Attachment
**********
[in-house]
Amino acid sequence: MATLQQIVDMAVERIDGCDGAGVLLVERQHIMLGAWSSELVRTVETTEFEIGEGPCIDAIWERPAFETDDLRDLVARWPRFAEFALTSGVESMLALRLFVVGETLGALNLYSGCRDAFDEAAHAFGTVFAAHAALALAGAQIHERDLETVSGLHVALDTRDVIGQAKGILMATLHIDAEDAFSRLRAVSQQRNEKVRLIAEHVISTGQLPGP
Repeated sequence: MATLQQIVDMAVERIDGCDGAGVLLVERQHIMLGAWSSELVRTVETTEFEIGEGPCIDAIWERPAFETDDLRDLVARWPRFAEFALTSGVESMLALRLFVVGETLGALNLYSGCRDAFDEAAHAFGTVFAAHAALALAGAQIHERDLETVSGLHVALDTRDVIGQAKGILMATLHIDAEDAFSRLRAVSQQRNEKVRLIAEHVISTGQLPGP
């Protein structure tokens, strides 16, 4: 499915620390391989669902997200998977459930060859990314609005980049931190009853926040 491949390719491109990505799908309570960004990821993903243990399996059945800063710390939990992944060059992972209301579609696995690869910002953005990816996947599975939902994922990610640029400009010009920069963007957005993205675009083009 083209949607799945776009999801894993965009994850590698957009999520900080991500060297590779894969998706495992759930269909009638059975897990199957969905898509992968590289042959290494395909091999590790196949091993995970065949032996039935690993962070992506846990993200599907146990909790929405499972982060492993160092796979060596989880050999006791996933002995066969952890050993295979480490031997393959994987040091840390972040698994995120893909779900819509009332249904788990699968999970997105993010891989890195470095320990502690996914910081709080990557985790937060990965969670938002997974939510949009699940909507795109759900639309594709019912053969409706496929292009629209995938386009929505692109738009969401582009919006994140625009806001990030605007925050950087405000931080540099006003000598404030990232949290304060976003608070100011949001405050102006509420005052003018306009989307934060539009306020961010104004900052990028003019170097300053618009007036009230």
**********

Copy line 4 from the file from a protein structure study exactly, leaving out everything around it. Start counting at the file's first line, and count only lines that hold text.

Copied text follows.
């Protein structure tokens, strides 16, 4: 499915620390391989669902997200998977459930060859990314609005980049931190009853926040 491949390719491109990505799908309570960004990821993903243990399996059945800063710390939990992944060059992972209301579609696995690869910002953005990816996947599975939902994922990610640029400009010009920069963007957005993205675009083009 083209949607799945776009999801894993965009994850590698957009999520900080991500060297590779894969998706495992759930269909009638059975897990199957969905898509992968590289042959290494395909091999590790196949091993995970065949032996039935690993962070992506846990993200599907146990909790929405499972982060492993160092796979060596989880050999006791996933002995066969952890050993295979480490031997393959994987040091840390972040698994995120893909779900819509009332249904788990699968999970997105993010891989890195470095320990502690996914910081709080990557985790937060990965969670938002997974939510949009699940909507795109759900639309594709019912053969409706496929292009629209995938386009929505692109738009969401582009919006994140625009806001990030605007925050950087405000931080540099006003000598404030990232949290304060976003608070100011949001405050102006509420005052003018306009989307934060539009306020961010104004900052990028003019170097300053618009007036009230």